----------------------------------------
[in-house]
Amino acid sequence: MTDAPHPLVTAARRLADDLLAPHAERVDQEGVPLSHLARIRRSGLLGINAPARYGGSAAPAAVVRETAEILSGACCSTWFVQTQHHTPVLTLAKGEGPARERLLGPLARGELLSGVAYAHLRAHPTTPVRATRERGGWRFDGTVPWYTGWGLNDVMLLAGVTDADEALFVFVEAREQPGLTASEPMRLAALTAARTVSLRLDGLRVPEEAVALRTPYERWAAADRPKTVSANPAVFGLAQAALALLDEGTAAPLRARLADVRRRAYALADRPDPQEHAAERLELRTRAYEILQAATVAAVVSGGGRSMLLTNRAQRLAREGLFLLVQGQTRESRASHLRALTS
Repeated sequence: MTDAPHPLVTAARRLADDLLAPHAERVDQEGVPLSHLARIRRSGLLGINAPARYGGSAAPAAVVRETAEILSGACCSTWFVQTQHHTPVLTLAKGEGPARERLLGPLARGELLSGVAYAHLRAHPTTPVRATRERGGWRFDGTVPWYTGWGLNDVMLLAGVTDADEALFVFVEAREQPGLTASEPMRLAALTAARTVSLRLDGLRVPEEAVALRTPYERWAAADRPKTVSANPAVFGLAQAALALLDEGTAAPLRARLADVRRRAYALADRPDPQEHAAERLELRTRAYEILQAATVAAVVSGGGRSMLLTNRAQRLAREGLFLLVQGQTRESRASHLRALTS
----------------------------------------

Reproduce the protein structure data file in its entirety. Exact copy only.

[in-house]
Amino acid sequence: MTDAPHPLVTAARRLADDLLAPHAERVDQEGVPLSHLARIRRSGLLGINAPARYGGSAAPAAVVRETAEILSGACCSTWFVQTQHHTPVLTLAKGEGPARERLLGPLARGELLSGVAYAHLRAHPTTPVRATRERGGWRFDGTVPWYTGWGLNDVMLLAGVTDADEALFVFVEAREQPGLTASEPMRLAALTAARTVSLRLDGLRVPEEAVALRTPYERWAAADRPKTVSANPAVFGLAQAALALLDEGTAAPLRARLADVRRRAYALADRPDPQEHAAERLELRTRAYEILQAATVAAVVSGGGRSMLLTNRAQRLAREGLFLLVQGQTRESRASHLRALTS
Repeated sequence: MTDAPHPLVTAARRLADDLLAPHAERVDQEGVPLSHLARIRRSGLLGINAPARYGGSAAPAAVVRETAEILSGACCSTWFVQTQHHTPVLTLAKGEGPARERLLGPLARGELLSGVAYAHLRAHPTTPVRATRERGGWRFDGTVPWYTGWGLNDVMLLAGVTDADEALFVFVEAREQPGLTASEPMRLAALTAARTVSLRLDGLRVPEEAVALRTPYERWAAADRPKTVSANPAVFGLAQAALALLDEGTAAPLRARLADVRRRAYALADRPDPQEHAAERLELRTRAYEILQAATVAAVVSGGGRSMLLTNRAQRLAREGLFLLVQGQTRESRASHLRALTS